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Northern England

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In addition to the Lake District, I have been to some other very interesting places in Northern England, such as Hadrian's Wall, Newcastle-on-Tyne, Durham, and York.

Durham Cathedral

Durham really stands out as one of my favorite places for its beauty and serenity. It boasts the third oldest university in England, and is built on an ideal U-shaped river peninsula, in the Wear River, that dates back to Norman times. In the middle of the peninsula stands Durham Cathedral, one of Europe's finest examples of Norman architecture, and an old Norman castle beside it, is well-integrated into the campus setting, giving Durham a uniquely "Old World" and academic atmosphere. Pedestrian bridges crossing the Wear River offer tranquil walks to nearby shops and neighborhoods. I've been to Durham twice, and I hated to leave...Just like the Roger Whittaker song says, "I've got to leave old Durham town, and leaving's going to get me down..."

Carved tree trunks This is one of the most interesting sights I have ever seen. From the side it looks like an unordered arrangement of tree trunks...

...But when you stand inside of these 13 trunks that died of Dutch Elms disease, you see that they are carved with detailed craftsmanship. They depict the "Upper Room" where Jesus and his disciples had the Last Supper. The trees blend together to make an almost flat scene, but they are spaced apart. The artist who did these carvings is Colin Wilbourn, in 1988, and it is located below Durham Cathedral near the river. The upper room

Grey Towers of Durham
"Yet will I love thy mixed and massive piles
Half church of God half castle 'gainst the Scot
And long to roam these venerable aisles
With records stored of deeds long since forgot."
Sir Walter Scott, 1816

Update: Sadly, I found out that the carving by Wilbourn, mentioned above, was removed in February, 2001, because of deterioration of the tree trunks.


Newcastle-on-Tyne is a big city located in Northeast England, toward the coast, and is a major industrial area of Northern England. Outside of London, I have not really spent a lot of time in any other large cities in England, except to travel through, or near, but in October of 1992, I spent the better part of a week in Newcastle. Newcastle is where Gordon Matthew Sumner was born in 1951, the son of a milkman. He grew up in Newcastle and later became known as Sting. However, I went there to visit an old friend from London named Leary Bacchus, who had moved up there to pursue a job offer. Traveling with me at the time, were two young Canadian guys, one of whom was a cousin of my wife Linda, who were just visiting England for the first time, and didn't have a lot of money to go places. We drove to Newcastle in my car, which took almost a whole day, only stopping in York, which has to be one of the most historic and haunted cities in Britain, to do a little sightseeing.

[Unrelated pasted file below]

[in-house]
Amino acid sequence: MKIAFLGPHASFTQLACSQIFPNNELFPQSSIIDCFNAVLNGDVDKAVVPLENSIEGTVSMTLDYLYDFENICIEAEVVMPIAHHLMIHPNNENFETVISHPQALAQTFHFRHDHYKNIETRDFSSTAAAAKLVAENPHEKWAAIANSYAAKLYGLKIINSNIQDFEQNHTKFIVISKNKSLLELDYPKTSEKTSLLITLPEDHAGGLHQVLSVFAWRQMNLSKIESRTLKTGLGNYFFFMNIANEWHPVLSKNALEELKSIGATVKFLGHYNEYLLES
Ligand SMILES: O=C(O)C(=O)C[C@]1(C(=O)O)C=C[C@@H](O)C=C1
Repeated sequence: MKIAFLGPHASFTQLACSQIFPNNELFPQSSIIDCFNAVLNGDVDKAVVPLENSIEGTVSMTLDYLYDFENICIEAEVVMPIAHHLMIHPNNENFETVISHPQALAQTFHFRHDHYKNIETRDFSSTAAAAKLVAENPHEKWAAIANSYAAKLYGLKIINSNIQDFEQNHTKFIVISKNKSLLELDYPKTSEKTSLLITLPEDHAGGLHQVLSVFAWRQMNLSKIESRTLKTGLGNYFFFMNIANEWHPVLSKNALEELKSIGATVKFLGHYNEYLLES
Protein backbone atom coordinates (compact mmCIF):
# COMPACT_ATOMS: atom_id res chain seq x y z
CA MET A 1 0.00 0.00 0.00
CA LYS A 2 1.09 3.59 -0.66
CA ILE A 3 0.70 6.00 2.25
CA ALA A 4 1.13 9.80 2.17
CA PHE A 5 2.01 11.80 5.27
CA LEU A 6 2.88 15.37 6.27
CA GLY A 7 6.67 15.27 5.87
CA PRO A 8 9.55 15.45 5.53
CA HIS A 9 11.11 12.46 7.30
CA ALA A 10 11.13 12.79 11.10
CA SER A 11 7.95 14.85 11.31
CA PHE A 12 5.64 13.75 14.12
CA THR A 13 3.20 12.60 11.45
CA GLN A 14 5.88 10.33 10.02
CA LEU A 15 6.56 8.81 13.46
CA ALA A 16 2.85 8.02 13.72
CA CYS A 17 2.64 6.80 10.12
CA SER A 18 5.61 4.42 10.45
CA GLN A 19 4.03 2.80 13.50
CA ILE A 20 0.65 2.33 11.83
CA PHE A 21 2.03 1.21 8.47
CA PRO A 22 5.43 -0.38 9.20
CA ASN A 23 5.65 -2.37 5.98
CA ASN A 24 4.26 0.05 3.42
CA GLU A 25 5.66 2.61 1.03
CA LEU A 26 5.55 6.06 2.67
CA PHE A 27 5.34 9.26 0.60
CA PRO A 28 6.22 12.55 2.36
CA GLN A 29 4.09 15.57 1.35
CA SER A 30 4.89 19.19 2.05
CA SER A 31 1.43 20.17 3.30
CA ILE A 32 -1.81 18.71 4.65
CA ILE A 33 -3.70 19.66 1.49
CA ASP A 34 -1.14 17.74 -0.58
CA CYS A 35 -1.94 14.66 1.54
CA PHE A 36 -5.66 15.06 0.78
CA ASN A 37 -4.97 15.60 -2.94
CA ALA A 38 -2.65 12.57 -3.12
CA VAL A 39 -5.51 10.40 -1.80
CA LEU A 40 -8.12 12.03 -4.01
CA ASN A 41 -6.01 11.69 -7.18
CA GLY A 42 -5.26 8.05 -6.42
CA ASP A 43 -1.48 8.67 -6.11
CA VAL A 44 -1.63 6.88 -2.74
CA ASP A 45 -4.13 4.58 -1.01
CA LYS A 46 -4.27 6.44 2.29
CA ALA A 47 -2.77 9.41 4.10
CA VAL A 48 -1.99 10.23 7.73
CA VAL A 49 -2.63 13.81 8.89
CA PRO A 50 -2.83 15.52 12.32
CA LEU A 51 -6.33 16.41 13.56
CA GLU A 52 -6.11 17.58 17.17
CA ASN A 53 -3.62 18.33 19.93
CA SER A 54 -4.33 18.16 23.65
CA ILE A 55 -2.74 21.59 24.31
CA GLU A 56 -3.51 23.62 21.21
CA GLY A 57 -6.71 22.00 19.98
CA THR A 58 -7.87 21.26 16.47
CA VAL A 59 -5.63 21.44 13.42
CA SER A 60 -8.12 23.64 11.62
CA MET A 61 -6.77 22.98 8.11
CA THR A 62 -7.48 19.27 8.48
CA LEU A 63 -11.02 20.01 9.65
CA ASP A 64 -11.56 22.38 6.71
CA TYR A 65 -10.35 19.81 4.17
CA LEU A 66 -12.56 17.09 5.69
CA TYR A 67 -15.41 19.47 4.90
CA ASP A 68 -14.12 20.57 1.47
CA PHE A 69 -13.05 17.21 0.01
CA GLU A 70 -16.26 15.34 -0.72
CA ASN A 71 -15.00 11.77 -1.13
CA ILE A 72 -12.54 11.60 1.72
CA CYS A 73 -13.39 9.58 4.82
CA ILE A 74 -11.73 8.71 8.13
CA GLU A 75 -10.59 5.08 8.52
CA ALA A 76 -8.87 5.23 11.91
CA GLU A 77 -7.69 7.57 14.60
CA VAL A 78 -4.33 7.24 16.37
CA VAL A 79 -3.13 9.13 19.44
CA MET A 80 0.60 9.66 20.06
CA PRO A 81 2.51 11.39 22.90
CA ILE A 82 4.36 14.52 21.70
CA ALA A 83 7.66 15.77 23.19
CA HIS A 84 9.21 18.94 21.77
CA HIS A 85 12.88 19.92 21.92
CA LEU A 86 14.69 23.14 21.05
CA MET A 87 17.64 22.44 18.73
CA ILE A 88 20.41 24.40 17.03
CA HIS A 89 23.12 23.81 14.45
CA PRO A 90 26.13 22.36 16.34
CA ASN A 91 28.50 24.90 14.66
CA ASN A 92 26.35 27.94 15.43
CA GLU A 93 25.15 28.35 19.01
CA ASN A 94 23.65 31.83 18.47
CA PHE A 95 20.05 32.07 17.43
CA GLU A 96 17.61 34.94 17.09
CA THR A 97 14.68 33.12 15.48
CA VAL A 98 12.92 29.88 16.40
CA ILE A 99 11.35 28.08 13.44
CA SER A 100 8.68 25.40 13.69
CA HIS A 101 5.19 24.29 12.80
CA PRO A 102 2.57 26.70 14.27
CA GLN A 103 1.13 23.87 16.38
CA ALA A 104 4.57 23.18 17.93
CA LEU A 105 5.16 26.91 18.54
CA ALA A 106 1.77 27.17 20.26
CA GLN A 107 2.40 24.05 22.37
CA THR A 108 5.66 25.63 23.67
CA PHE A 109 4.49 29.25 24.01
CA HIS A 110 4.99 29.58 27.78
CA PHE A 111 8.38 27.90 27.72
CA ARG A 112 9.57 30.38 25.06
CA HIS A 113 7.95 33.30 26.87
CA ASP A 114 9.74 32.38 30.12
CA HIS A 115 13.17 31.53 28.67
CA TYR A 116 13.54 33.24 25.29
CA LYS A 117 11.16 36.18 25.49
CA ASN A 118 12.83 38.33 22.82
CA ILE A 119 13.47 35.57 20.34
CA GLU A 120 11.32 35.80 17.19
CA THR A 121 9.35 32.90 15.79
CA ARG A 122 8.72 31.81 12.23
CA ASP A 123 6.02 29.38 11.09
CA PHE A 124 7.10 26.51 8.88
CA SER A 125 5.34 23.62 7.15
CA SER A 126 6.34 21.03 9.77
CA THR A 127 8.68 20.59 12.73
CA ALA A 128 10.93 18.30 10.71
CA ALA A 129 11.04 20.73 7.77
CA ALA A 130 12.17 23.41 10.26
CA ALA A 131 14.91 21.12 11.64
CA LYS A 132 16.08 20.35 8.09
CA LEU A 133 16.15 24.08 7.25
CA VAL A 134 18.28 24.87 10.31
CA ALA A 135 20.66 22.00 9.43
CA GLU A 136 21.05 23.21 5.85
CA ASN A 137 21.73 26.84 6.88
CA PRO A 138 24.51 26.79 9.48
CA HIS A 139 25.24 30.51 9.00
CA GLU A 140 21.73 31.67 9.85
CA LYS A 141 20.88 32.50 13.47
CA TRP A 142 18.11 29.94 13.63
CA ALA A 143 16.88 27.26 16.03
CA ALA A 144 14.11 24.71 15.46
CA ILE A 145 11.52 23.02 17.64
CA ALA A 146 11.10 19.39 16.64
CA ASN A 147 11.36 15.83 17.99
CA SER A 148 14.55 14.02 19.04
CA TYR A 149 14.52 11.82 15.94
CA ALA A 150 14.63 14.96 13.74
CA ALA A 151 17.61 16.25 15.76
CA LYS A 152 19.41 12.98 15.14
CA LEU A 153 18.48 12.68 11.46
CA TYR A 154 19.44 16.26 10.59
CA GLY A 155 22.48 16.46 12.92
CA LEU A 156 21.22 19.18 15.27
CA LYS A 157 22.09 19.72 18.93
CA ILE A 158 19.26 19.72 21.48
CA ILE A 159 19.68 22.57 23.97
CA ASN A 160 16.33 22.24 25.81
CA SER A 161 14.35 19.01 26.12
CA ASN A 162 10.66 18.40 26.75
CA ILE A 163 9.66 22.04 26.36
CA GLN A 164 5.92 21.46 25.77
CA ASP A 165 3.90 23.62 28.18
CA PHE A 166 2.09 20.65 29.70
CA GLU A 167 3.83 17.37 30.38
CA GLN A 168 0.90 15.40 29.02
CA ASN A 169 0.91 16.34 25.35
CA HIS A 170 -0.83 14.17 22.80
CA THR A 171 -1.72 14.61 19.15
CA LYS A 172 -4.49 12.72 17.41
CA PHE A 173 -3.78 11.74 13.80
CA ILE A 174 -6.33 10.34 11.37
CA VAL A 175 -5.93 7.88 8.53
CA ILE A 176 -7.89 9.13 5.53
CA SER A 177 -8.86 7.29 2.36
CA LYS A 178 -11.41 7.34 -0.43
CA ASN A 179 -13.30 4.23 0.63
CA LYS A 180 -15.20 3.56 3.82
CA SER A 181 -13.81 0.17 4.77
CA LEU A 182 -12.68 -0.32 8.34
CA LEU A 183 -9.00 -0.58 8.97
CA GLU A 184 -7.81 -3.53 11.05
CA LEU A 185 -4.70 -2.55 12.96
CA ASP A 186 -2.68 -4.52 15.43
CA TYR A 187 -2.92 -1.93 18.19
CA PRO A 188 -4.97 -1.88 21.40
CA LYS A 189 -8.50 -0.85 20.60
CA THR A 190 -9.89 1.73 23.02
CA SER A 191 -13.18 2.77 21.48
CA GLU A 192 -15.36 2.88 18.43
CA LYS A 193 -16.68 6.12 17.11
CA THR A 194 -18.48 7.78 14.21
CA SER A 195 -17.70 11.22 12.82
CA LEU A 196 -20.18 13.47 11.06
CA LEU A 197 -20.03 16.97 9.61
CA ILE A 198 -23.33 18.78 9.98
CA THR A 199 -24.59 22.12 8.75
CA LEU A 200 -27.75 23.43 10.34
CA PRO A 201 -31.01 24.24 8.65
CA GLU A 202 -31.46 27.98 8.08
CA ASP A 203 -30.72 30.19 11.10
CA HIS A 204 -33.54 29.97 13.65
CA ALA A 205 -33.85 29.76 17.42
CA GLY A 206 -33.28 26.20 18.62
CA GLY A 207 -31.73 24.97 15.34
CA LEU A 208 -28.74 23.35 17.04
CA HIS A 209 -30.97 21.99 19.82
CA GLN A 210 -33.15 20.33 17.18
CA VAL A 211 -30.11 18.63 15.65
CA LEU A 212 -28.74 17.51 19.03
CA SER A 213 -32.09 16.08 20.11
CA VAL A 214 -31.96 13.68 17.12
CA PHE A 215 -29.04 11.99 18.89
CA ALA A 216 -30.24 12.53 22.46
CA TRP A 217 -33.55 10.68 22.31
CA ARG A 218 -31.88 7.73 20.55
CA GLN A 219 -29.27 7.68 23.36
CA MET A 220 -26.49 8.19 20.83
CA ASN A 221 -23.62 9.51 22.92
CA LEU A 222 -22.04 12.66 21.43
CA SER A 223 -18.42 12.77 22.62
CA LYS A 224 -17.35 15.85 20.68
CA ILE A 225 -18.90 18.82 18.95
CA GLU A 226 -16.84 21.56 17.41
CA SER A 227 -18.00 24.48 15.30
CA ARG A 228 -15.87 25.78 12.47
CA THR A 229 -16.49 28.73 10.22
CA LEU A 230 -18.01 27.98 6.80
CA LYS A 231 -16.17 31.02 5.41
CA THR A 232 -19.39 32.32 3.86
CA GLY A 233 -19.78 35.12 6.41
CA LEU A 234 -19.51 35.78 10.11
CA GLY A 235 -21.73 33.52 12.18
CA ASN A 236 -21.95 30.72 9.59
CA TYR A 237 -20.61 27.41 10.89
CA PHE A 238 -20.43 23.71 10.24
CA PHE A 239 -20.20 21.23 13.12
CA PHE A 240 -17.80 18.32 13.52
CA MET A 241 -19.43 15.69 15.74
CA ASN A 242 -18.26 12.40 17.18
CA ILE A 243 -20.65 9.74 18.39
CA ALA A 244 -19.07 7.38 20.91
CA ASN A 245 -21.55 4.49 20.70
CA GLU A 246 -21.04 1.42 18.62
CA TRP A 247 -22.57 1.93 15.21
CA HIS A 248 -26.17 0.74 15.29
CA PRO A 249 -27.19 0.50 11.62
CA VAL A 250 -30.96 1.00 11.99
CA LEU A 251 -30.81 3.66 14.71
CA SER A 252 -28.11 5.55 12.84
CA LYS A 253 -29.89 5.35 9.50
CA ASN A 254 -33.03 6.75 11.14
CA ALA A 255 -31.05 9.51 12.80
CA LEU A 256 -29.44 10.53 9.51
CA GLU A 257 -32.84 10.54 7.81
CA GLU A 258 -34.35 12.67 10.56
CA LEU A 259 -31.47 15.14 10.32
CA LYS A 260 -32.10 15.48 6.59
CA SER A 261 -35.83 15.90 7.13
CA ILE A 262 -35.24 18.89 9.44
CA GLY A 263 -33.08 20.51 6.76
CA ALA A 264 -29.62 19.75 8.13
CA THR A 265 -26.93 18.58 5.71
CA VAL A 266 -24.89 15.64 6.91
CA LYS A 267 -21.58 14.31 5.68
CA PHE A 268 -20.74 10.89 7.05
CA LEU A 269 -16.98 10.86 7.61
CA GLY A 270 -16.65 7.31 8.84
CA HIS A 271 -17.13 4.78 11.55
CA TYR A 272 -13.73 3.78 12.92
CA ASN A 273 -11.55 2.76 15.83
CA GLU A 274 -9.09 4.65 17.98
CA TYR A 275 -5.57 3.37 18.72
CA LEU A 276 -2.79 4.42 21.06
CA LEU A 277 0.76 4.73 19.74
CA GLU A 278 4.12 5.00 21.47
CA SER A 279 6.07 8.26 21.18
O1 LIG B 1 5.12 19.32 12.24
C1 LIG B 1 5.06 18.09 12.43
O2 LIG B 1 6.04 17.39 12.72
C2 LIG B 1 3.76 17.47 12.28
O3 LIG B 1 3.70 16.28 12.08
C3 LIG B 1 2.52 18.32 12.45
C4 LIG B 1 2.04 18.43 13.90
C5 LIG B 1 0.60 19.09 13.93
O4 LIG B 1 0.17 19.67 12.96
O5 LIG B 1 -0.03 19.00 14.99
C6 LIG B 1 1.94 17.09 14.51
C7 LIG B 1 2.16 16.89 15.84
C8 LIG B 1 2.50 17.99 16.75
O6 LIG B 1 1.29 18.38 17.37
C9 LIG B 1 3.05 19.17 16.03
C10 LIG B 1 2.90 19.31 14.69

We stayed in a typical council flat, that Leary rented, in a large apartment block, located just about a half-mile from downtown. It was in an area that made me more than a little concerned about the safety of my car being parked outside at night, but fortunately, nothing happened to it. Since the flat only had one bedroom, the two Canadian guys and I slept on the floor in sleeping bags. Newcastler's have a distinctly northern accent, and a bit of an urban grittiness that I was not used to, which actually made for an interesting contrast from London. I enjoyed exploring Newcastle, and though I didn't get to see much of Leary (he worked all the time), and even though it was cold and rainy much of the time, I had a good experience there. This trip to the north exposed me to an environment that I was not hitherto familiar with, and I got my car and the Canadian guys back in one piece, so it was quite a success!

Remains of Roman barracks near 
Hadrian's Wall

During my stay in Newcastle I took a daytrip to Durham (mentioned above) by train, which is about 15 miles south of Newcastle. (All together, I have been to Durham twice, because I returned there in 1993 with my Dad, sister, and her boy friend.) Also, I drove my car a few miles NW of Newcastle to Hadrian's Wall. This was my first visit to Hadrian's Wall (I went there again in 1993) and it was an unforgettable sight. I'd seen plenty of Roman ruins before, but this was the one I'd been holding out on, just hoping to see one day, if I ever got near it. It was the Roman Empire's answer to the pesky Scots, which would not submit themselves to Roman rule. During the wall's heyday it stretched about 80 miles across the neck of Northumberland. I visited Fort Chesters, one of the larger mile-forts, along Hadrian's Wall, which is a very good archaeological site, where one can walk through the foundations of the Roman barracks and bathhouse. It rained a lot that day, and I wished that I could have spent more time exploring more of the wall, but the weather just wouldn't cooperate. I did manage to go to the Wall Museum at Housesteads during a downpour, and saw a lot of good historical memorabilia about Hadrian's Wall. All-in-all, there is still plenty more to see in Northern England, if I ever get a chance to go back!

"I couldn't believe that not once in twenty years had anyone said to me, 'You've never been to Durham? Good God, man, you must go at once! Please -- take my car.' ...So let me say it now: if you have never been to Durham, go at once. Take my car. It's wonderful" --Bill Bryson, Notes From A Small Island

Durham Cathedral
Durham University
Hadrian's Wall
York Minster
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